Like some frustrated cyclists in NYC, Public Advocate Letitia James is wondering why the Department of Transportation is redesigning streets but leaving out bike lanes. Citing the bike lane-free planned overhaul (PDF) of West Eighth Street between Sixth Avenue and Broadway in Greenwich Village, she wrote to roads Commissioner Polly Trottenberg:

The City must take every opportunity to install bicycle lanes when there is excess width on the street. Wide streets encourage higher speeds, and bicycle lanes, by narrowing the roadway, both protect cyclists and encourage drivers to maintain safe speeds. Bicycle lanes should be the default option when a street is up for a redesign, to be excluded only when community-specific factors make a bike lane inappropriate.

Tish James Letter Re Bike Lanes and Vision Zero (1)

The Eighth Street redesign does include wide parking lanes with cyclists in mind, but that isn't enough to satisfy James. Streetsblog first reported on the letter, and as it notes, recent proposals for Atlantic Avenue (PDF) and Riverside Drive (PDF) also make no mention of bike lanes. A repaving of Amsterdam Avenue on the Upper West Side, and a retooling of Woodhaven Boulevard in Queens to accommodate bus rapid transit also omit bike lanes so far.

In her message, James praises the department's Vision Zero initiative, which aims to reduce traffic fatalities to zero by 2024, and the ambitious Queens Boulevard redesign, which includes separated bike lanes, but questions the lack of bike infrastructure in some new plans. "Given the success of protected bicycle lanes, and the imperative behind Vision Zero to do all that is possible to eliminate traffic deaths and injuries, the City must work harder to bring protected lanes to as many arterial streets as possible," she wrote. (Her claim that no Bronx plans include new bike lanes is false.)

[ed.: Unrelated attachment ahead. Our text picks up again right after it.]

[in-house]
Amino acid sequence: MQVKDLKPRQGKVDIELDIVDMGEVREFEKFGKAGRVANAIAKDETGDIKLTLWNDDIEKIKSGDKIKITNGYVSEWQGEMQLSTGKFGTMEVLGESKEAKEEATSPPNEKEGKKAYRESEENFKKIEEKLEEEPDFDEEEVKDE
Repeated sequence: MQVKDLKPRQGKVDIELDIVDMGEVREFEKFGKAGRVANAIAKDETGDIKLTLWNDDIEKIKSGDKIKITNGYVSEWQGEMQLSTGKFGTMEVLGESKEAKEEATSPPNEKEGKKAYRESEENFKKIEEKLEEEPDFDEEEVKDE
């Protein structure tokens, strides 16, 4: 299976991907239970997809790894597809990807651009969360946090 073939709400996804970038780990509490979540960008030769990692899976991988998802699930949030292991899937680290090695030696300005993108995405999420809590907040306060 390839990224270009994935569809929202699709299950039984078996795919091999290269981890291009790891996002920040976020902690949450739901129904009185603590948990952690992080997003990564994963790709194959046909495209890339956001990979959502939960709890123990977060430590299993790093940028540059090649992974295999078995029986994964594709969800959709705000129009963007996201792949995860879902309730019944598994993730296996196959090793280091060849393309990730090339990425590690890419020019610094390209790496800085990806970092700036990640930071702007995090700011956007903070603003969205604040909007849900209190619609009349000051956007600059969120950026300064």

The department's own Street Design Manual (PDF) calls for reallocating "excess width" in streets "to provide walking, transit, and bicycling facilities, public open space, green cover, and/or stormwater source control measures."

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The current (top) and proposed designs for W. Eighth Street. (Department of Transportation)

The Atlantic redesign doesn't excise lanes of car traffic, but the Riverside one does, from two to one in each directions, as does the Eighth Street proposal, from two one-way lanes to one. A protected bike lane with parking between it and car traffic takes up 8 feet of width and works well on a one-or-two-lane commercial street, according to the design manual.

Eighth Street is 34-feet wide and currently has 8.5 feet each for two parking and two driving lanes. Its new configuration includes an 11-feet-wide driving lane and an 11 and a 12-foot parking lane. If the parking lanes were squished to 8.5 feet, that would only leave 6 feet, which could explain the lack of a bike option here. Riverside Drive is a weird beast between 135th and 116th streets, and the manual doesn't recommend any type of bike infrastructure for a wide, two-direction commercial street such as Atlantic Avenue.

Then again, Queens Boulevard is getting the royal cycling treatment and the department is considering separated bike lanes for Brooklyn's Fourth Avenue. So what gives?

A Department of Transportation spokeswoman declined to discuss the specific considerations behind the Riverside and Atlantic overhauls, but said that the focus of the Eighth Street redesign was pedestrian safety, and that planners intend to revisit it to see if a bike lane is feasible. As to the broader criticism, she emphasized that there are plans to create bike lanes all over the place—indeed, there are near-term plans to make them in all five boroughs, and the agency aims to expand the network from 675 miles, its current length, to 1,800 by 2030.